penguins in time


I have a list of pastimes on a piece of paper
in case a stranger asks about them,
or what’s written on the paper.

One of them is making lists,
and one of them describes
the things I cannot understand—

• with more buttons than a penguin can count
• using the word quantum
• named Sonia
• and so on.

Continue reading

tendencies of nature


Orchards and orchids, the air is filled with contagious scents,
and the colorblind angels of dreams
with wings of red and green are fluttering
around aspiring nectar.

Spring fish are hopping, sparrows are pecking at the carpet,
and I don’t mind that my mailbox is filled with ashes.

It’s mother nature. But if I poetize about her
that will be me, and nothing to do with her.

Continue reading


shapes in clouds

Last night I dreamt we went together to the sea
and joined the others gathered on the beach,
figures made of sand who dreamed within a dream
of alluvial forgiveness.

From the kitchen doorway
a flock of shadows flies out on the ridge,
and in the gullies yellowed smog
is bleeding from the ground.
The earth is sick, reclaiming its own,
and the far horizon is a never ending fuse,
unquenchable linear fire.

Continue reading

the o’connell street ocean


The perennial machinery must be serviced once a year,
today’s the day, and the job is mine.

I have a manual with clear instructions,
watery words on transparent paper,
and I study them closely with the tip of my nose—
when you’re done, don’t forget the disco ball,
although that might be written on the wall behind.

It’s time to consult my idea head,
neurons and neutrons orbiting on the shelf,
a capricious blend of memory and melancholy.

Continue reading


painted fish

Broadcast live from earth, ionic slivers inside skulls—
visions wired to words, stuttering, sparking, and Sereia.

She’s painted the refrigerator red, the television too,
but at least it’s just the screen.

The sound’s a little damp, a little scarlet.
She must have done the audio as well.

Continue reading

telma, joanne, a train

never trust flowers

The rail clatters its rhythms but the carriages never move.
They’re always here, and through a frame, a door,
a window, a hole cut in a rainy mirror,
you can see them waiting.

Telma was painting the feature wall
with essence of vanilla. Joanne was reading
a possible book, perhaps the persistence of trains,
or a painting, the persimmonence of time.
She’d need her glasses to be sure.

Continue reading

the invisibilities of ilhabela


This is what Jandira told me—

The invisibilities will ascend from ground and green,
from fields of stubbled corn and furrowed dirt,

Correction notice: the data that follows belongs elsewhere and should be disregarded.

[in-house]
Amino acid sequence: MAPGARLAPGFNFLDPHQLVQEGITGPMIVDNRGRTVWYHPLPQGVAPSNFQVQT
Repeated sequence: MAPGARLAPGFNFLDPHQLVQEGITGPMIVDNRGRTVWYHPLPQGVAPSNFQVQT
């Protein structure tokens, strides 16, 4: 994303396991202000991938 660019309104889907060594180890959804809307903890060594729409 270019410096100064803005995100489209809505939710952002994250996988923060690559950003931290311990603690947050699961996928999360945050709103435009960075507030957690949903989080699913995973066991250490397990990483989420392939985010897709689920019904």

from the Amazonic jungle
through the tree lines to the turbulence above.

Now I’m perched in a jacaranda,
and set to fade like Carroll’s cat, the great auk and the dodo,
with my telescope trained on the far horizon
where the welded night’s creation is rising with the dawn.

Continue reading

the furthest sky

the furthest sky

The furthest sky at night is
the ceiling of our dreams,
the enticing soft geometry
of desire, and we know
its brightness, sight unseen.

The frozen stars, the years of light,
of interstellar vacuum, once swirled
with all my childish magic,
but now those future ghosts are gone,
their tinsel’s faded to a glimmer.

Continue reading

alpaca apparitions

woolen wings

in the age of hollow copies.

On nights when mirrored waves of air
are breaking in the clouds, the woolen ghosts
seep out of cast-off clothes, and squeeze
beneath the laundry door to loiter
in the garden.

They dance and laugh and play
strange games non-woolen people
cannot understand, and just
last week they rearranged the magnet
letters on my tumble dryer—

Continue reading

the shallow end

commuting in hyperspace

The i-coupé makes its debut.

So silvery and sleek, and quiet
as a mouse trying to purr,
no steering, no gearstick or pedals.
The salesperson kept on talking,
but I was already sold.

It doesn’t have a motor at all.
A universal transport moves you
to a nearby timeline, where
the i-coupé’s a little further
down the street.

Continue reading

a waspish day

six more Sundays

Everything is ordinary, the rain birds
said, and I believed them, though
the morning breeze had blown
my cat away, and the wasps set up
a circus in the bedroom.

When I voiced a few concerns, they told
me that the wasp show must go on,
and when I hinted at a discount on the door,
they insisted I must pay full price.

Continue reading

should poetry and prose make sense?

aleatoric evolution

Here are 5 reasons to make your writing incomprehensible—

  • impenetrable words allow the reader to focus on the prosody
  • mystification creates enigmas, unresolved mystery
  • if the meaning is obscured the reader can invent their own
  • writing that doesn’t make sense is more likely to be original, less likely to feel familiar
  • life makes very little sense—to me at least—so why should writing?

Continue reading